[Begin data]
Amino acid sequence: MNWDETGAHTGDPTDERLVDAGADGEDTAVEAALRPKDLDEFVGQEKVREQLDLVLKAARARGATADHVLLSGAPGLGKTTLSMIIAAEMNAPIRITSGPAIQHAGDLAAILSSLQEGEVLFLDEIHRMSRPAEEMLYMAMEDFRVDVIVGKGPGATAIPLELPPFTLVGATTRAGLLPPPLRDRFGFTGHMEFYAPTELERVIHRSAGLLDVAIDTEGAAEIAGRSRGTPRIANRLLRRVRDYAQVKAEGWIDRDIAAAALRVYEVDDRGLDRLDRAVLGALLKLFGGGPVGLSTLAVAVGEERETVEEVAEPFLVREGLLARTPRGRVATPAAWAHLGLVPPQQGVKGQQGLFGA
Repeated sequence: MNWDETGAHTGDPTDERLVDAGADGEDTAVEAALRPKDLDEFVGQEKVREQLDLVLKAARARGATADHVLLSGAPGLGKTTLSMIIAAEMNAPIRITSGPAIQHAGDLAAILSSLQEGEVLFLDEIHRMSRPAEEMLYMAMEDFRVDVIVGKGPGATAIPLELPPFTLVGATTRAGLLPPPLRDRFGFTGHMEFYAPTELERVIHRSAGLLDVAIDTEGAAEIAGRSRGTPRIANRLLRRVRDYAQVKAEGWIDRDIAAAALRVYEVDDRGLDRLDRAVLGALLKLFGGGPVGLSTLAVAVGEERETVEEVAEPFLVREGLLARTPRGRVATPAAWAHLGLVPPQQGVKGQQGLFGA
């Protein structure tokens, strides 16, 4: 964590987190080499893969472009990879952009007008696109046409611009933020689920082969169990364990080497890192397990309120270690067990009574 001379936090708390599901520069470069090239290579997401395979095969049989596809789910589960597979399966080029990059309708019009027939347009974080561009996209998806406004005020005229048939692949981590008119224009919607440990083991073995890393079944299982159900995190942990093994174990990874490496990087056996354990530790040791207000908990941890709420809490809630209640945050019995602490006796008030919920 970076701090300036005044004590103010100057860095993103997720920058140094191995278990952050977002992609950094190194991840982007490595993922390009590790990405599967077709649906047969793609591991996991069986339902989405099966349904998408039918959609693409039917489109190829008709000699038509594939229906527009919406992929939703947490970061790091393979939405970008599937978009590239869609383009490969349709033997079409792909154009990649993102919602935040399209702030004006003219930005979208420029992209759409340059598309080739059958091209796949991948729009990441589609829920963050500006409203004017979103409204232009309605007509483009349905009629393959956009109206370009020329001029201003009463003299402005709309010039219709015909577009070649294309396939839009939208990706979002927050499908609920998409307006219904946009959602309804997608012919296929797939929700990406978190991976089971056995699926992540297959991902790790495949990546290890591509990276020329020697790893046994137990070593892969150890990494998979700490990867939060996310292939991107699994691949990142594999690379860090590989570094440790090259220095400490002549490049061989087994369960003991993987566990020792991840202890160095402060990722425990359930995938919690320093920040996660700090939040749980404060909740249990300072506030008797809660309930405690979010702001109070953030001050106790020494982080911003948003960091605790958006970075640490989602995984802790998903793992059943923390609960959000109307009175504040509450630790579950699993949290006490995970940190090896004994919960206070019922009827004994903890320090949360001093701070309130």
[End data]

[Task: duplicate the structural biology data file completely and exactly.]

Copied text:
Amino acid sequence: MNWDETGAHTGDPTDERLVDAGADGEDTAVEAALRPKDLDEFVGQEKVREQLDLVLKAARARGATADHVLLSGAPGLGKTTLSMIIAAEMNAPIRITSGPAIQHAGDLAAILSSLQEGEVLFLDEIHRMSRPAEEMLYMAMEDFRVDVIVGKGPGATAIPLELPPFTLVGATTRAGLLPPPLRDRFGFTGHMEFYAPTELERVIHRSAGLLDVAIDTEGAAEIAGRSRGTPRIANRLLRRVRDYAQVKAEGWIDRDIAAAALRVYEVDDRGLDRLDRAVLGALLKLFGGGPVGLSTLAVAVGEERETVEEVAEPFLVREGLLARTPRGRVATPAAWAHLGLVPPQQGVKGQQGLFGA
Repeated sequence: MNWDETGAHTGDPTDERLVDAGADGEDTAVEAALRPKDLDEFVGQEKVREQLDLVLKAARARGATADHVLLSGAPGLGKTTLSMIIAAEMNAPIRITSGPAIQHAGDLAAILSSLQEGEVLFLDEIHRMSRPAEEMLYMAMEDFRVDVIVGKGPGATAIPLELPPFTLVGATTRAGLLPPPLRDRFGFTGHMEFYAPTELERVIHRSAGLLDVAIDTEGAAEIAGRSRGTPRIANRLLRRVRDYAQVKAEGWIDRDIAAAALRVYEVDDRGLDRLDRAVLGALLKLFGGGPVGLSTLAVAVGEERETVEEVAEPFLVREGLLARTPRGRVATPAAWAHLGLVPPQQGVKGQQGLFGA
């Protein structure tokens, strides 16, 4: 964590987190080499893969472009990879952009007008696109046409611009933020689920082969169990364990080497890192397990309120270690067990009574 001379936090708390599901520069470069090239290579997401395979095969049989596809789910589960597979399966080029990059309708019009027939347009974080561009996209998806406004005020005229048939692949981590008119224009919607440990083991073995890393079944299982159900995190942990093994174990990874490496990087056996354990530790040791207000908990941890709420809490809630209640945050019995602490006796008030919920 970076701090300036005044004590103010100057860095993103997720920058140094191995278990952050977002992609950094190194991840982007490595993922390009590790990405599967077709649906047969793609591991996991069986339902989405099966349904998408039918959609693409039917489109190829008709000699038509594939229906527009919406992929939703947490970061790091393979939405970008599937978009590239869609383009490969349709033997079409792909154009990649993102919602935040399209702030004006003219930005979208420029992209759409340059598309080739059958091209796949991948729009990441589609829920963050500006409203004017979103409204232009309605007509483009349905009629393959956009109206370009020329001029201003009463003299402005709309010039219709015909577009070649294309396939839009939208990706979002927050499908609920998409307006219904946009959602309804997608012919296929797939929700990406978190991976089971056995699926992540297959991902790790495949990546290890591509990276020329020697790893046994137990070593892969150890990494998979700490990867939060996310292939991107699994691949990142594999690379860090590989570094440790090259220095400490002549490049061989087994369960003991993987566990020792991840202890160095402060990722425990359930995938919690320093920040996660700090939040749980404060909740249990300072506030008797809660309930405690979010702001109070953030001050106790020494982080911003948003960091605790958006970075640490989602995984802790998903793992059943923390609960959000109307009175504040509450630790579950699993949290006490995970940190090896004994919960206070019922009827004994903890320090949360001093701070309130």